Why study Philosophy at MC?
A liberal arts education is about learning to be free. Philosophy, (which literally means the "love of wisdom") lies at the heart of a liberal arts education because it asks students to pursue truth wherever it may lead. As a philosophy major, you will tackle the “big issues”: about what’s real and what isn’t; about what and who you are and your place in the world; about how we should live with one another and what makes life worthwhile. To tackle those issues well, you will learn skills that will serve you well in your college career, in the working world and all your life. Studying philosophy teaches you, for instance, to pay careful attention to others, to analyze ideas and test arguments, to see problems in their complexity and appreciate a range of solutions. You will also learn to make up your own mind thoughtfully, and to communicate your ideas with clarity and precision.
That helps explain why philosophy majors do so well in a remarkable variety of career paths, including law, politics, film, business, education, ministry, medicine and writing.
Maryville College Works is a comprehensive career preparation program that is integrated into the College’s four-year liberal arts curriculum. Key components include assessment, advising, networking and professional experiences.
On Campus Opportunities
The Philosophy Club provides students with the opportunity to openly discuss philosophical ideas and take philosophy out of the classroom and into the world. In an informal gathering of friends, open to anyone who has an interest in philosophy, the Philosophy Club hosts regular discussions on a wide range of topics.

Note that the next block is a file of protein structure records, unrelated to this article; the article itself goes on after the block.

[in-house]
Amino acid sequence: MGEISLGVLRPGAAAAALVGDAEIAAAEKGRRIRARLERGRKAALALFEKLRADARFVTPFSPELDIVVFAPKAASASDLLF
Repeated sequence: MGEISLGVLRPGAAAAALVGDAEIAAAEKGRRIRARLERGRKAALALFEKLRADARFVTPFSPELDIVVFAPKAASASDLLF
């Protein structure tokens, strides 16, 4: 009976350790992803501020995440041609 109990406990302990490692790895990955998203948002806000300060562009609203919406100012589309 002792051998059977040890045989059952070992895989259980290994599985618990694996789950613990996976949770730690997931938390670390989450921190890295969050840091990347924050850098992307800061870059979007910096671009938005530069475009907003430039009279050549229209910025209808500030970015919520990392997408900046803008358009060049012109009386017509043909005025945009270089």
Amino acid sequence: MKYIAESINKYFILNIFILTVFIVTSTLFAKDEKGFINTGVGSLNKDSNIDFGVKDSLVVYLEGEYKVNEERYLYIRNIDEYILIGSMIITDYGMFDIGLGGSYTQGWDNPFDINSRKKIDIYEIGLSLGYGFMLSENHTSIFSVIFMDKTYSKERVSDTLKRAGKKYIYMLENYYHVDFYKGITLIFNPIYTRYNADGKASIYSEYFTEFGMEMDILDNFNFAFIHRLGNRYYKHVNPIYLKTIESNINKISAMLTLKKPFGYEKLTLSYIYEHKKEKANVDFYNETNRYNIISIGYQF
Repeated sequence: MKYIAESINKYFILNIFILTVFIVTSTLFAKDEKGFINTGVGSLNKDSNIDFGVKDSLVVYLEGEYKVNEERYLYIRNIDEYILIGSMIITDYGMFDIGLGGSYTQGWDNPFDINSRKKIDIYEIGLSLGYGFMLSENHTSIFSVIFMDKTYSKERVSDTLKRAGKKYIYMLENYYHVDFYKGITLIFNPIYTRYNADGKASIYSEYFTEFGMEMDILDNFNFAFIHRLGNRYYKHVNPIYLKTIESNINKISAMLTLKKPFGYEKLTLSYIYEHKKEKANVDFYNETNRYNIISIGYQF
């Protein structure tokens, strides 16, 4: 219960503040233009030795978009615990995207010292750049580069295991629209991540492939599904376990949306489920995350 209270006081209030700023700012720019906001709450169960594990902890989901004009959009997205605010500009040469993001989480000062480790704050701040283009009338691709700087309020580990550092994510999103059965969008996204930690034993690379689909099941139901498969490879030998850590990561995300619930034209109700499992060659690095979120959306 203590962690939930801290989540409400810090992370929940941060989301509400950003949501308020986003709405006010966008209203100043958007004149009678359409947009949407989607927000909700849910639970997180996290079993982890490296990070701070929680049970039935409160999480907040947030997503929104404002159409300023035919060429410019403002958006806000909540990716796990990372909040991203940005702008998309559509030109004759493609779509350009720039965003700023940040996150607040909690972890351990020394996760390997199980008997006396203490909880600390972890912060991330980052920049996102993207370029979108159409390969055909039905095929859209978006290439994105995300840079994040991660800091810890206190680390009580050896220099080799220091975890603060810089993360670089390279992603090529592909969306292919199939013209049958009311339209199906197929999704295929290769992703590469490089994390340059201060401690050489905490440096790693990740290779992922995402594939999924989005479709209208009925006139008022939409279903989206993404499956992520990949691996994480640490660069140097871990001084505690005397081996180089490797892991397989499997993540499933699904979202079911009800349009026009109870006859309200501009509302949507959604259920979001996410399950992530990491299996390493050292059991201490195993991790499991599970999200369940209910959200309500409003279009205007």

Meet a current student
Zachary Bible ’19
Hometown: Lebanon, Tenn.
Zachary chose Maryville College because of its philosophy major and an opportunity to study sustainability, also. In addition to the major broadening his academic inquiry, he finds philosophy’s new ideas and new vocabulary beneficial to his songwriting. After MC, he hopes to study anthropology/primatology, focusing on human culture, such as music and the arts, and how it might have originated in humans. “Discovering our fundamental nature and expressing it creatively are, ultimately, what drive me,” he said. “In all, studying philosophy has been one of the most important and healthy aspects of my life.”
Outcomes of Recent Grads
Ellison Berryhill ’12
Currently: Assistant Attorney General for the Tennessee Attorney General’s Office
Accepted to Duke University School of Law in 2012, Ellison served as editor-in-chief of the Duke Forum for Law and Social Change. He returned to East Tennessee during the summers to work with the Tennessee Court of Criminal Appeals and the District Attorney General’s offices of Knox and Blount counties. He earned his J.D. from Duke in May 2015 and clerked for the Superior Court of the District of Columbia for one year. “Every bit of success that I have had following my time at Maryville College has been due to the learning and growing I experienced there,” he said. “The preparation I got in the Philosophy Department really helped me for the logical analysis necessary for the LSAT and law school.”
Graduate School Placements
Georgetown University Law School
University of Chicago Divinity School
Vanderbilt University Law School
Washington University Law School